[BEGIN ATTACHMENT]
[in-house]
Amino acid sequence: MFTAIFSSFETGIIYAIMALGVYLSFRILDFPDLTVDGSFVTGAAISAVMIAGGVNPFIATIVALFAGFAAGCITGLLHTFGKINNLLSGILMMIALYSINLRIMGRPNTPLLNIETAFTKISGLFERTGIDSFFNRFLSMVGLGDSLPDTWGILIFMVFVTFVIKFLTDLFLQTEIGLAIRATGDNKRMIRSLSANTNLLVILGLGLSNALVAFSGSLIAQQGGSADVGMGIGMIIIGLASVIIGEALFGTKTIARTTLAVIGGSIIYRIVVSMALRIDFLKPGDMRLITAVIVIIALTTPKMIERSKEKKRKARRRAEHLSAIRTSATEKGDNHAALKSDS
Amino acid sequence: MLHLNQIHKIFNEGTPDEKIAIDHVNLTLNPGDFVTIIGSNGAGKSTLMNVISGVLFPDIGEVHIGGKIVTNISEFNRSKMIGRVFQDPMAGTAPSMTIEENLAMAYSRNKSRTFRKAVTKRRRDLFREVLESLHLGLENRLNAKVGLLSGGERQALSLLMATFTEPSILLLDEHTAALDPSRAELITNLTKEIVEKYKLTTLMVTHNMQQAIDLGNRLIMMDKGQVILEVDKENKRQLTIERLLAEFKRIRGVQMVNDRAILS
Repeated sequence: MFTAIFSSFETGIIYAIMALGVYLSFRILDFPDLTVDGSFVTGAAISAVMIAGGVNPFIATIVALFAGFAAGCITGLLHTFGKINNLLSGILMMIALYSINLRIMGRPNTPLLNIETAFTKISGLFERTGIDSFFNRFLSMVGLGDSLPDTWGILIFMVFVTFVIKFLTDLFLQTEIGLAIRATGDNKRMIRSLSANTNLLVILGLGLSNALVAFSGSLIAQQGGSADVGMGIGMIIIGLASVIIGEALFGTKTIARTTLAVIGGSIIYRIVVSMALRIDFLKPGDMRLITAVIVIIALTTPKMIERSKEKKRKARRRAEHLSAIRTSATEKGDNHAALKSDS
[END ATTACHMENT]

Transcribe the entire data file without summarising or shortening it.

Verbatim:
[in-house]
Amino acid sequence: MFTAIFSSFETGIIYAIMALGVYLSFRILDFPDLTVDGSFVTGAAISAVMIAGGVNPFIATIVALFAGFAAGCITGLLHTFGKINNLLSGILMMIALYSINLRIMGRPNTPLLNIETAFTKISGLFERTGIDSFFNRFLSMVGLGDSLPDTWGILIFMVFVTFVIKFLTDLFLQTEIGLAIRATGDNKRMIRSLSANTNLLVILGLGLSNALVAFSGSLIAQQGGSADVGMGIGMIIIGLASVIIGEALFGTKTIARTTLAVIGGSIIYRIVVSMALRIDFLKPGDMRLITAVIVIIALTTPKMIERSKEKKRKARRRAEHLSAIRTSATEKGDNHAALKSDS
Amino acid sequence: MLHLNQIHKIFNEGTPDEKIAIDHVNLTLNPGDFVTIIGSNGAGKSTLMNVISGVLFPDIGEVHIGGKIVTNISEFNRSKMIGRVFQDPMAGTAPSMTIEENLAMAYSRNKSRTFRKAVTKRRRDLFREVLESLHLGLENRLNAKVGLLSGGERQALSLLMATFTEPSILLLDEHTAALDPSRAELITNLTKEIVEKYKLTTLMVTHNMQQAIDLGNRLIMMDKGQVILEVDKENKRQLTIERLLAEFKRIRGVQMVNDRAILS
Repeated sequence: MFTAIFSSFETGIIYAIMALGVYLSFRILDFPDLTVDGSFVTGAAISAVMIAGGVNPFIATIVALFAGFAAGCITGLLHTFGKINNLLSGILMMIALYSINLRIMGRPNTPLLNIETAFTKISGLFERTGIDSFFNRFLSMVGLGDSLPDTWGILIFMVFVTFVIKFLTDLFLQTEIGLAIRATGDNKRMIRSLSANTNLLVILGLGLSNALVAFSGSLIAQQGGSADVGMGIGMIIIGLASVIIGEALFGTKTIARTTLAVIGGSIIYRIVVSMALRIDFLKPGDMRLITAVIVIIALTTPKMIERSKEKKRKARRRAEHLSAIRTSATEKGDNHAALKSDS